And here we finally see the first flaw in the Kingpin's plan, the first sign that it wasn't as airtight as he'd thought it was. "I've learned this much – somebody is out to get Matt Murdock. Somebody who knows the right buttons to push with the right people. But who? And why?" Finally Matt knows there's a force behind his destruction. It's not just random fate or bad luck or bad life choices. The cause of his downfall lies with another man.
Going home, though, Matt literally finds cold comfort: "It isn't until I try to fix dinner that I realize the power's off. I try Con Edison's emergency number. My phone's been disconnected. It's been a day."
Morning comes eventually, and Murdock calls Glori's house. Foggy, who slept on the couch, answers the phone. His friend answering his girlfriend's phone at 8 a.m.? Another building block drops away.
I love the next page, as the Kingpin watches Murdock from a distance, savoring his enemy's destruction as a cat savors their killing of a mouse. "The next few weeks go poorly for Matthew Murdock. He writhes like a fly in a spider's web. My web, thinks the Kingpin. So carefully woven, so neatly placed."
Murdock is slowly going crazy, spending days mounting his defense and nights desperately beating up stoolies who he hopes against hope have knowledge that can help him, "a warrior whose fists are no help against the corrosive gap that fills his life." The Kingpin smiles, thoroughly amused. "Daredevil is Matthew Murdock – and more – there is a rift inside him – a wedge – slowly weakening his reason – steadily driving him insane."
Finally Murdock gets a sliver of good news. He won't go to jail on the Kingpin's frame-up, but will lose his beloved license to practice law. "He faces poverty and public shame. He will be hounded by doctored tax files, deprived of his very income, deprived of his hope. Survival will become his only concern." The Kingpin brags, and provides readers a foreshadowing of the rest of "Born Again." But the Kingpin underestimates his opponent. The setbacks will only make Murdock stronger in the end. That, and his reaction to this issue's astounding climax.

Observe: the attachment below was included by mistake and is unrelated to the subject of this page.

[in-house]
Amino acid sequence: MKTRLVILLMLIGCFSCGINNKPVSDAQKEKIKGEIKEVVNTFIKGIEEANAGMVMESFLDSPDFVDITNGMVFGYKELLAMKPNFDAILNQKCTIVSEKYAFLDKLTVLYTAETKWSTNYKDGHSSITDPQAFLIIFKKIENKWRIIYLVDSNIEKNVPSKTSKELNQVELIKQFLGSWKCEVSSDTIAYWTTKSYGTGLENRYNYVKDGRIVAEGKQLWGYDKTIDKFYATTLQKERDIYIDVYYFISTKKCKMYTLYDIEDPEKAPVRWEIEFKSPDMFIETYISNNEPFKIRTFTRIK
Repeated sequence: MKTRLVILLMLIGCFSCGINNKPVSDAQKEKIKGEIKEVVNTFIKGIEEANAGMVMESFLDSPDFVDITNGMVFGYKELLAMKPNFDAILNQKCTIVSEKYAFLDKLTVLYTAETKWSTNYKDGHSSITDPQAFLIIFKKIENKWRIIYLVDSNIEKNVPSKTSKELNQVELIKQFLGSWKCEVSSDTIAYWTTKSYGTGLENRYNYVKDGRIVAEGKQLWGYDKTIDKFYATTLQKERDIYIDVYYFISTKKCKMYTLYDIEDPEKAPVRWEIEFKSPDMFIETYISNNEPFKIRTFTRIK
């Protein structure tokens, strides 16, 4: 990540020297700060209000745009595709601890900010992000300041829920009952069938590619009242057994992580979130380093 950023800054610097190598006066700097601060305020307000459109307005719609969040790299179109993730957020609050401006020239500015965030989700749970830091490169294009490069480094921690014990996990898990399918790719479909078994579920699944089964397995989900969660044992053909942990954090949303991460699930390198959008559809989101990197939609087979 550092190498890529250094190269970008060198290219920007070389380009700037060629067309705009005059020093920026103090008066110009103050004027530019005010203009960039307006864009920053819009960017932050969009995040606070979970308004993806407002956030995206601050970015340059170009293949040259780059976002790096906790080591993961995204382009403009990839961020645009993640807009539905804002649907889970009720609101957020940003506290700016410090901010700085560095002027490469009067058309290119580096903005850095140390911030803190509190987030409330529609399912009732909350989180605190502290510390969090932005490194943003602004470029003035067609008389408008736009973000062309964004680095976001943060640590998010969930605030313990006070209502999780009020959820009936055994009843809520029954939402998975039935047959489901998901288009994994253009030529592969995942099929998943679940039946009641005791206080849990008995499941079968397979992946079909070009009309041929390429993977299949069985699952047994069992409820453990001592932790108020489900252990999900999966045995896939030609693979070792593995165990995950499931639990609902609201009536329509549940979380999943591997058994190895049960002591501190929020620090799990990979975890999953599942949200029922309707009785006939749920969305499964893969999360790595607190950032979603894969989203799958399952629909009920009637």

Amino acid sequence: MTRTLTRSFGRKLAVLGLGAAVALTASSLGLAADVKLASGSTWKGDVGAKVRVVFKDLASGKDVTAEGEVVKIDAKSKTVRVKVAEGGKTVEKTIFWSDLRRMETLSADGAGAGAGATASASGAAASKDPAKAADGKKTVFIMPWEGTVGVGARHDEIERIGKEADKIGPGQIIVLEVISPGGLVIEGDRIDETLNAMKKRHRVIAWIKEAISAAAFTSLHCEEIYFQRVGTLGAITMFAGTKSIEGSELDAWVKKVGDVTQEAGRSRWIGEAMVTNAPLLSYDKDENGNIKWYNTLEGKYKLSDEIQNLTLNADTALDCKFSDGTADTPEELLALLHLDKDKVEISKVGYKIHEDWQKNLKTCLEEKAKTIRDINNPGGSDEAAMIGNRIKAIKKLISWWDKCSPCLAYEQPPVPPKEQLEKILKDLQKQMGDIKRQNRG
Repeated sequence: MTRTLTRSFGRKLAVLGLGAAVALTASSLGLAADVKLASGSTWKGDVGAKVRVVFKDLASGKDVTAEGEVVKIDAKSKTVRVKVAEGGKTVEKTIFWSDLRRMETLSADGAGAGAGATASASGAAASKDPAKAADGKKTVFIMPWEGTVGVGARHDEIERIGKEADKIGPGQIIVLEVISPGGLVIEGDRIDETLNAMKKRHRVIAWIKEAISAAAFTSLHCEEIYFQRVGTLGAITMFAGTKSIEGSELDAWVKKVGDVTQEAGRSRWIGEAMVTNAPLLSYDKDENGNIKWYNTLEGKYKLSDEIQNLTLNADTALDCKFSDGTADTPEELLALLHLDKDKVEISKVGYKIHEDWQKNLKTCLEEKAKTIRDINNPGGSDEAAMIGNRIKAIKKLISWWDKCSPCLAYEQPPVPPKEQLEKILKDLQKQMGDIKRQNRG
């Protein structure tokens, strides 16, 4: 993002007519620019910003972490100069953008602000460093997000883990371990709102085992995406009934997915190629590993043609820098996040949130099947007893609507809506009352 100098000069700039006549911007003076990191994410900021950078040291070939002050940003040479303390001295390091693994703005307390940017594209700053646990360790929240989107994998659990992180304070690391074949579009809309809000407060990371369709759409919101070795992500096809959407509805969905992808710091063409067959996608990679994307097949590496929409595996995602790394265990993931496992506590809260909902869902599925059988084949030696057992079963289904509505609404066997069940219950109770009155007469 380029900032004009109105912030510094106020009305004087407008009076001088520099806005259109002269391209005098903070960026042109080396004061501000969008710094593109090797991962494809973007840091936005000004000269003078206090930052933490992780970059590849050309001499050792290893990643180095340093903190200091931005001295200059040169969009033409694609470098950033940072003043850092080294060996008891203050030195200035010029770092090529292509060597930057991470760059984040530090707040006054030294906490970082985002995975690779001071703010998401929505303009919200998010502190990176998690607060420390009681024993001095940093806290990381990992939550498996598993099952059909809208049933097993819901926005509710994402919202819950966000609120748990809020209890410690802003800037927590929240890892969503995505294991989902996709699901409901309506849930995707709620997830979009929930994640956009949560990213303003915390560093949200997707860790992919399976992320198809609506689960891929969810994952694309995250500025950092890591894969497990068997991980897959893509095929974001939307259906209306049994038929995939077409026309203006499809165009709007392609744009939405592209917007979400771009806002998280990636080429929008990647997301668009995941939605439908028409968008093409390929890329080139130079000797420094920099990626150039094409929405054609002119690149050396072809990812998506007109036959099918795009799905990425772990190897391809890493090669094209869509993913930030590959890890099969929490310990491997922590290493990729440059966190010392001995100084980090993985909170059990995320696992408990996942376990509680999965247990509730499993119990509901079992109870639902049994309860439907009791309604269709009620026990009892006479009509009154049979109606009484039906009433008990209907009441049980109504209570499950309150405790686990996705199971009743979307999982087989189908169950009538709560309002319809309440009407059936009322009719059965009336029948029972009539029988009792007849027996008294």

Matt wanders back to his apartment. Snow coats the streets of New York like frost chilling everything it confronts. Matt is lost in his thoughts, pondering all the horrors he's faced. The ground starts trembling: "legs are shaky. Must be nervous. No – it's the pavement – that rumble-"
Cut to a large image. Matt's brownstone has been exploded. We see the fire burning, reflected in Matt's glasses. Matt drops to his knees in the flames. He grasps his Daredevil costume, now in rags, as tears flow down his face. "So you know. So that's why. I never would have connected it to you. Nothing about it said gangster – until this. It was a nice piece of work, Kingpin. You shouldn't have signed it."
I still remember the first time I read this comic, brand new off the stands in 1986, and the intense feeling of excitement and satisfaction I felt on reading this book. Our man had gone through having his life destroyed in the most systematic and personal way. Nearly every aspect of his life had fallen apart. He literally had almost nothing. Nothing but hate. Nothing but the knowledge of the man who had nearly destroyed him. And nothing but that amazing inner strength that showed that the real hero wasn't the red tights, but the man inside them.
It's a brilliant comic, too, because Miller takes readers inside the head of Matt Murdock as his whole world falls apart. We see his confusion and loss, sense the intensity of his emotions, and feel like we're experiencing them along with him. Mazzucchelli delivers a star-making performance with his supple and complementary art here as well. It was a long journey from Daredevil to Asterios Polyp for Mazzucchelli, but you can see the intelligence and thoughtfulness of the latter book in this wonderful story. And Christine Scheele's colors are an underrated masterpiece.
This comic brilliantly shows a great man facing his own destruction, only in the end to bring him the most precious of all human commodities, home. From that hope our hero would be born again.